The mist hung in the air like silence. Cold, grey stones waited for the sun to melt away the crusty layers of frost on them. I sat there, twiddling thumbs, the shadows of the trees looming over me.
The distant song of a morning bird ferried the first rays of dawn. Impervious to the soft light that spread slowly through the sky, I continued to stare at the lonely, inconspicuous, nameless tombstone before me.
The letters engraved on it could vaguely be read. It had weathered and withered with time. Patches of moss grew here and there on it, as if to cover the bare nakedness of the unknown sorrow buried underneath it. It was the only one not laid with blossoms in loving memory. But not for long, I knew.
As the first church bell sounded, I retired into a shadowy crevice where eyes didn’t breach. The iron gates creaked and opened to let in a sweet looking, toddling old lady. A regular visitor. She was kind. With her, she always brought a bouquet of the prettiest and the most fragrant of flowers. Red roses, she reserved for the white marble of her husband. The rest were a dainty assortment of tulips, lilies, buttercups… oh, the coquettish carnations, the dahlias and daisies, and occasionally a bunch of peonies and pansies. These she would place on the lonely, nameless grave with a quiet smile and walk away.
This habit of hers was a precedent of one of mine. Flowers were my weakness. Their vibrant shades and tantalising fragrances beckoned me to commit the sin… I would creep up and take those flowers away with me…Away from a grave that no one noticed.
Today, she laid a sweet bunch of daffodils and honeysuckles. That lady, she sure had a good taste. Once she was away, I picked them pretty things up, one by one, caressing them with my gaze. On the way back to my little shack, I was so riveted in their exquisite shades that I hardly noticed a pair of eyes following me all the way. They belonged to a young boy, about seventeen or so. I hesitated, but as I saw that his eyes were more curious than condemning towards my act, I walked on.
Two blocks away, that afternoon, a teenage boy smiled with mischief. His one finger was on a number in the Yellow Pages, and his thoughts were probably jiggling with merriment, “Stealing flowers from a grave? A man that old? A small prank here and there would cheer up the boredom in this new place. Oh some fun, finally!”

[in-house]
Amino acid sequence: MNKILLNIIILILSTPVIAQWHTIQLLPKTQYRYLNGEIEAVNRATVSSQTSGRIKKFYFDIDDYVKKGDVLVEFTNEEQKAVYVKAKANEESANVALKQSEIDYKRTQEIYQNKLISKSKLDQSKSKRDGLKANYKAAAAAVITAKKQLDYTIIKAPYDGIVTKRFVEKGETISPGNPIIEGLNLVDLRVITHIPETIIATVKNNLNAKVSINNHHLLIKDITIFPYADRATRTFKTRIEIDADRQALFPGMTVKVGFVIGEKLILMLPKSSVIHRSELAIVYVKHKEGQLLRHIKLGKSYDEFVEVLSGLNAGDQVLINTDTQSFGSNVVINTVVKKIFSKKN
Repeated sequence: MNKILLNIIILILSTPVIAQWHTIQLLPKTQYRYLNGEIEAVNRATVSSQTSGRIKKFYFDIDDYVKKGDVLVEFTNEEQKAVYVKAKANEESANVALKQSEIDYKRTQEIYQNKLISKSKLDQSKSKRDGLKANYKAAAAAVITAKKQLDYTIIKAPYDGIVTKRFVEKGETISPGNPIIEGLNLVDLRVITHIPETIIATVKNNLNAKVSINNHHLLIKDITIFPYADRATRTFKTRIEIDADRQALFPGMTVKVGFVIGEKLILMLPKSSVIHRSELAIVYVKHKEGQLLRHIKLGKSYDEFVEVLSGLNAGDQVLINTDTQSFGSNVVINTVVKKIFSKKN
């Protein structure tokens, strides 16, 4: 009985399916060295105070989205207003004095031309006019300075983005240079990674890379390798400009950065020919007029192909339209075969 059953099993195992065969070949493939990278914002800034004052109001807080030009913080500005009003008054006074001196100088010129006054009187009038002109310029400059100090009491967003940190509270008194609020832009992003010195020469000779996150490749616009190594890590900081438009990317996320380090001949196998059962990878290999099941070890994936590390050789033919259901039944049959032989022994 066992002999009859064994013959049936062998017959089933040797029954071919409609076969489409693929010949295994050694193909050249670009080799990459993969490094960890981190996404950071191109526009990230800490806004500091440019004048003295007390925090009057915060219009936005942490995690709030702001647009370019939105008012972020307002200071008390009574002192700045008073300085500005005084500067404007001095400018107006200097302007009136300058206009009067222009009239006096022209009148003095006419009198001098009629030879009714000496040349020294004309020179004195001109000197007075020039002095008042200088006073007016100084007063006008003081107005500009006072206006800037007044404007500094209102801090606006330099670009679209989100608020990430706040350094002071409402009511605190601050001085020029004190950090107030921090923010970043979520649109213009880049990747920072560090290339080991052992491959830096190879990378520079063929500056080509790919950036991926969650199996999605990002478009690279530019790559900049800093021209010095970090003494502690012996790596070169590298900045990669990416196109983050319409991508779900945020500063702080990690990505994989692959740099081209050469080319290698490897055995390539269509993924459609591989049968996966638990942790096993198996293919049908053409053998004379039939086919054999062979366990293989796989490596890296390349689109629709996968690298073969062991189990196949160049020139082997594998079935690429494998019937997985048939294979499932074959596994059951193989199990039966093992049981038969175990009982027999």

The next day, as I was arranging the fresh, fragrant beauties together, the phone rang. 9:00 AM. As I picked it up, a spider’s web hung to the receiver.
“I know what you did, “said the voice… beep… beep… and hung up.
So the lad was a prankster, the little devil. I never liked little bumbling kids anyway; they pluck and trample over flowers.
I was deciding whether to clip the dahlias a little or not, and yet again the phone rang. 9:00 AM. I knew who it was.
“I know what you did. “
I flung the receiver away, exasperated by the cheek of this loutish, impertinent thing of a boy. How dare he interrupt me while I was engaged with my flowers! I had kept up with it for three weeks now, and it was enough. The insolence was getting on me.
Two blocks away, the adolescent cried tears of mirth, throwing himself laughing on the couch. He was really enjoying this new place now.
It was five minutes for the church bells to ring. It was Sunday. The lady would be bringing carnations… my favorite.
But I had other plans. I walked straight past the churchyard, towards the second block from home.
8:55 AM. He still had a mug of coffee in his hands. It was a nice sunny Sunday, so he woke up leisurely, reluctant to follow the old man. Nevertheless, he would religiously make the call.
He set down his mug and fetched his phone. A glint of frolic sparked momentarily, but his fingers stopped in mid-air above the dial pad and his smile drooped to a frown. Below the mug lay a small stack of old, yellowing papers.
They weren’t there before.
He picked them up. They seemed to be newspaper clippings.
“23rd May 1939, Charleston
RESIDENTS REPORT SUSPICIOUS HAPPENINGS
Hearsay in Charleston in that, the old shack been abandoned for ten years now, has a new set of freshly arranged flowers each day. Puzzled residents report…”
The air seemed to stiffen.
“4th September 1929, Charleston
MURDER IN DAYLIGHT
An old florist was brutally murdered in his house on 3rd September, 9:00 AM. The body was retrieved within three hours after the crime took place. Investigation does not reveal the guilty or the reasons, however…”
He looked at his phone. It was 9:00AM. The doorbell rang. A second later, he found his voice to ask, “Who’s there?”
The other side of the door made a gruff reply, “Flowerman.”